by Matt Springfield | December 11, 2023

What Are EDI Transactions? A Complete Guide with Examples

EDI transactions graphic

EDI, or Electronic Data Interchange, facilitates business-to-business communication (B2B) by providing a shared language that is understood by both sides. EDI transactions are individual messages sent between businesses via the EDI standard. Informally speaking, EDI provides the language and grammar for intra-business conversations, and EDI transactions function like individual sentences or statements within those conversations.

What are EDI transactions?

In a more formal sense, EDI transactions are standardized exchanges of digital business documents between disparate computer systems. Data that would have historically been printed onto paper documents, like purchase orders and shipping documentation, can be transferred digitally as EDI transactions. This allows organizations to automate the processing of these documents via computer systems rather than manually read through printed information.

EDI messages perform an important function for any business that depends on coordination with external entities for success. Industries that commonly depend on EDI transactions include:

The benefits of EDI transactions

The primary advantage of utilizing EDI transactions for B2B communication is the ability to leverage automated computer systems for processing critical business documents. Like other forms of business automation, the benefits of automating B2B processes include:

  • Saving time by avoiding manual data processing and entry
  • Improving response rates and avoiding slowdowns
  • Better data validation and correction
  • Preventing errors in data transcription
  • Increased transparency for reporting and audits

Since EDI is designed to be understood and processed by computers, IT teams can build out fully automated workflows that take EDI data and integrate it into a larger business data context. The ability to streamline the flow of data from external parties all the way to internal back-end systems is called end-to-end integration.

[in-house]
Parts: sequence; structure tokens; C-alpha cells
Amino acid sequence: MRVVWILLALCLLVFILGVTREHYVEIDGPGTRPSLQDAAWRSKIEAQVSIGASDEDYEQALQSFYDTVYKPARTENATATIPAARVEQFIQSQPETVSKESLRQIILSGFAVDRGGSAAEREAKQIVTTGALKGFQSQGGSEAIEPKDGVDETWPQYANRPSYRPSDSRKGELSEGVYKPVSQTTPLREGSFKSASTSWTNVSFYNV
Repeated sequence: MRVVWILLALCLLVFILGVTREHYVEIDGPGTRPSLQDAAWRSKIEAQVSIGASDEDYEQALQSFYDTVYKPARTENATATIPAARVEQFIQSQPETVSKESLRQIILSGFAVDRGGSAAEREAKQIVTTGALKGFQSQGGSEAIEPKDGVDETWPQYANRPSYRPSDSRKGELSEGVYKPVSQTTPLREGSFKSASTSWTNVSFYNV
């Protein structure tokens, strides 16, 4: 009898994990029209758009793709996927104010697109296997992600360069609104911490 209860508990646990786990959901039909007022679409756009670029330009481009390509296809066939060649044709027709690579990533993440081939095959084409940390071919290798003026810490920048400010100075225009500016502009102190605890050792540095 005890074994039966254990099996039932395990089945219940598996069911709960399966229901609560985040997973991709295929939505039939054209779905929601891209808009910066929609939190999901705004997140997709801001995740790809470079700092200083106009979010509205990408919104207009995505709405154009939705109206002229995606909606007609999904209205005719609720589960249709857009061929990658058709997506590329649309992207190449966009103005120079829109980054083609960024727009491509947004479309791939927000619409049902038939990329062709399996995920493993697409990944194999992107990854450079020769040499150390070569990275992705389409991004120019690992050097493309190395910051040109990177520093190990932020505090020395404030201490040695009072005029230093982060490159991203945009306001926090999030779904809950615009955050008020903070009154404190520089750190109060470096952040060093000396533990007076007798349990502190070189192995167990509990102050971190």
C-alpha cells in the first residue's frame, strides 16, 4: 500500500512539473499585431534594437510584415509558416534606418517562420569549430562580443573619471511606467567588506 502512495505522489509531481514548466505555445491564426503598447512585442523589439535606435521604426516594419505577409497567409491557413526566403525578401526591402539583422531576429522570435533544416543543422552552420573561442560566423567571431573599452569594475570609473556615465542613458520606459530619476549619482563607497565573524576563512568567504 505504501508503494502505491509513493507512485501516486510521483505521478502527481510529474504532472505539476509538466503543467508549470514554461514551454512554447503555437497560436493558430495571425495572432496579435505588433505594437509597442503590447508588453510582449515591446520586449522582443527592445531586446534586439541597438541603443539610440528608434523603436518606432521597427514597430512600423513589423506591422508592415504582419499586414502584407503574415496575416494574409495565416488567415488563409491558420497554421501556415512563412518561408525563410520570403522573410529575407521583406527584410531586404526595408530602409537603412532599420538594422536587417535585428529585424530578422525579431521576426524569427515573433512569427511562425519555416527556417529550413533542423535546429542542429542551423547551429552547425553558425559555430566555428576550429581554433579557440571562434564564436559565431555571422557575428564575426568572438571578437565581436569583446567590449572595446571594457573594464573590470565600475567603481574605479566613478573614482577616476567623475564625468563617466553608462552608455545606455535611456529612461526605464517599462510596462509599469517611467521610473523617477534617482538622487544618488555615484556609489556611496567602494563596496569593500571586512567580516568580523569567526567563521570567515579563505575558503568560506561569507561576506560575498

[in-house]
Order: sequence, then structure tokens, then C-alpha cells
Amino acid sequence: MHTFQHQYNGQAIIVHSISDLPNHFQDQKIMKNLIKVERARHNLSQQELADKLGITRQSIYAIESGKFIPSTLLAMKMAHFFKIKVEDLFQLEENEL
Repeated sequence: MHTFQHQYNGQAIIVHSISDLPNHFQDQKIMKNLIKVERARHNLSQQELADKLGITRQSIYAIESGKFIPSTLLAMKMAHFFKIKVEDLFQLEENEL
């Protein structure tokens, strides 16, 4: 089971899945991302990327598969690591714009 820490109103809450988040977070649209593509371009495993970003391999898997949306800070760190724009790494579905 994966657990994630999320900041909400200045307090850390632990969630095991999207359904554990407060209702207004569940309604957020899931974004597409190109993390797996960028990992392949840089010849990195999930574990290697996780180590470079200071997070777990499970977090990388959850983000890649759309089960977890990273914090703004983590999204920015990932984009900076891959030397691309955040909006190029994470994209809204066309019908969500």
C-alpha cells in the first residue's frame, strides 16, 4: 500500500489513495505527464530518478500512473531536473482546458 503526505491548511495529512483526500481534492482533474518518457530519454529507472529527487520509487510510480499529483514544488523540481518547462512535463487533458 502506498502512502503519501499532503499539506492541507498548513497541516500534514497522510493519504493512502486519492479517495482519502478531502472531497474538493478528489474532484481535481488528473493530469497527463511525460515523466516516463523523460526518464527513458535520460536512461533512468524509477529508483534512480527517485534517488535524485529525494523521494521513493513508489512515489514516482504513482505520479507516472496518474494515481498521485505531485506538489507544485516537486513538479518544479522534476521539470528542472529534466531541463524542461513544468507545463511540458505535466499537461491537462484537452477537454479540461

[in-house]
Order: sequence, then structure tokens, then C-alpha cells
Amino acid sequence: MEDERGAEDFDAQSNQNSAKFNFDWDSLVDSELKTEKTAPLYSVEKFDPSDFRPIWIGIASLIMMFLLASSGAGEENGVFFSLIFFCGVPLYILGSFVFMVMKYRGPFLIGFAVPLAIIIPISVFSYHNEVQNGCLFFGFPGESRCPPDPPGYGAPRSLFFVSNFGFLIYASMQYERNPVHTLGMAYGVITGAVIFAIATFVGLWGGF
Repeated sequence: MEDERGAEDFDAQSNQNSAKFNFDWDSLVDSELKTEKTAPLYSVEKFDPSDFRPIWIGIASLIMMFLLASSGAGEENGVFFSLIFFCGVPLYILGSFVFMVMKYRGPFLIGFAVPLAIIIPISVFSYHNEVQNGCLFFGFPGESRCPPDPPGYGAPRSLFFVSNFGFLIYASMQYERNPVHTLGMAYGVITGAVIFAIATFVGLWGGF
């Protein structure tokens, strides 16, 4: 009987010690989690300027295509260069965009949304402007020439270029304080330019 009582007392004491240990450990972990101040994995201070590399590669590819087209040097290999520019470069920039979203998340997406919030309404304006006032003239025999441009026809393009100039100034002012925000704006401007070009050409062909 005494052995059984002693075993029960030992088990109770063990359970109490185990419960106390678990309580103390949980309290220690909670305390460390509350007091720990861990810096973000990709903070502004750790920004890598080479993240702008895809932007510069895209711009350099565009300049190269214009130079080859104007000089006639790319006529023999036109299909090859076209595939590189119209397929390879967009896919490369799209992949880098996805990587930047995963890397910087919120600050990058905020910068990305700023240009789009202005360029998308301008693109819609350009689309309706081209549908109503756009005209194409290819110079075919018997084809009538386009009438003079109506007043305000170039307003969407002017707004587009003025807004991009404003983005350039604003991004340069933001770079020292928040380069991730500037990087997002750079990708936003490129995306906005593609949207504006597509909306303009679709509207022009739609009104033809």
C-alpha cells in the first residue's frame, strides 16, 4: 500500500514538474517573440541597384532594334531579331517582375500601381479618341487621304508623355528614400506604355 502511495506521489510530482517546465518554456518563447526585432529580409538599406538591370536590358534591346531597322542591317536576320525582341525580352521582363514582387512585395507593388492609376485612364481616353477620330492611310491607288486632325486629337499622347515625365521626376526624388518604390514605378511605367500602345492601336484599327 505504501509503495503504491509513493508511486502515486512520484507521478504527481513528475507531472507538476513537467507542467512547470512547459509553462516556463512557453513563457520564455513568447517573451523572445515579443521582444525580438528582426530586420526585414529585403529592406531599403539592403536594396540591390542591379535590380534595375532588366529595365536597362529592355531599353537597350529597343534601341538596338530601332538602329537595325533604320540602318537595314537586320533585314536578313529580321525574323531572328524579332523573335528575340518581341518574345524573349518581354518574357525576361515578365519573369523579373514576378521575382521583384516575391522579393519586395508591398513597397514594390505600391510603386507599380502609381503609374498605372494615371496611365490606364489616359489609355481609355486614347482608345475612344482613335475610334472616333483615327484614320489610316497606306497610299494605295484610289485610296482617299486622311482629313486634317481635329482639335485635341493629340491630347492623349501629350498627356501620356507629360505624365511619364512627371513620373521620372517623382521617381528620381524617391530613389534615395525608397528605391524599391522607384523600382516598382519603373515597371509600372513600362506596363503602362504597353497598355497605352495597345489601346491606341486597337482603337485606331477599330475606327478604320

For example, invoices received from a trading partner may need to be integrated into an accounting platform to ensure that appropriate funds are set aside. Ideally, companies should not need any manual intervention to ensure that the reception of an invoice triggers the appropriate update in QuickBooks or some other accounting system. Fully end-to-end integration ensures that every step of the process is automated, such that a company’s internal data ecosystem is always responsive to external B2B communication in real-time or near-real-time.

As organizations grow, the need for standardized and automated B2B communication becomes more pressing. Manually processing purchase orders and invoices over email may be sufficient for small operations, but quickly becomes unsustainable as the number of transactions increases. A fully end-to-end EDI solution ensures that communication with all trading partners is fast, efficient, and error-free.

EDI transaction codes

Each EDI transaction includes a code that identifies it as a particular type of EDI message. This enables streamlined processing of B2B communication, as each EDI document can be processed according to the type of information it contains.

EDI messages can perform many different functions within the context of a B2B conversation – e.g. requesting a service, asking for additional information, confirming a date & time, or responding to a prior request. The EDI transaction code frequently helps indicate the role that a particular message is intended to play.

Common EDI codes include:

  • 850 Purchase Order – messages used to initiate a purchase of goods, often sent from a retailer to a supplier or manufacturer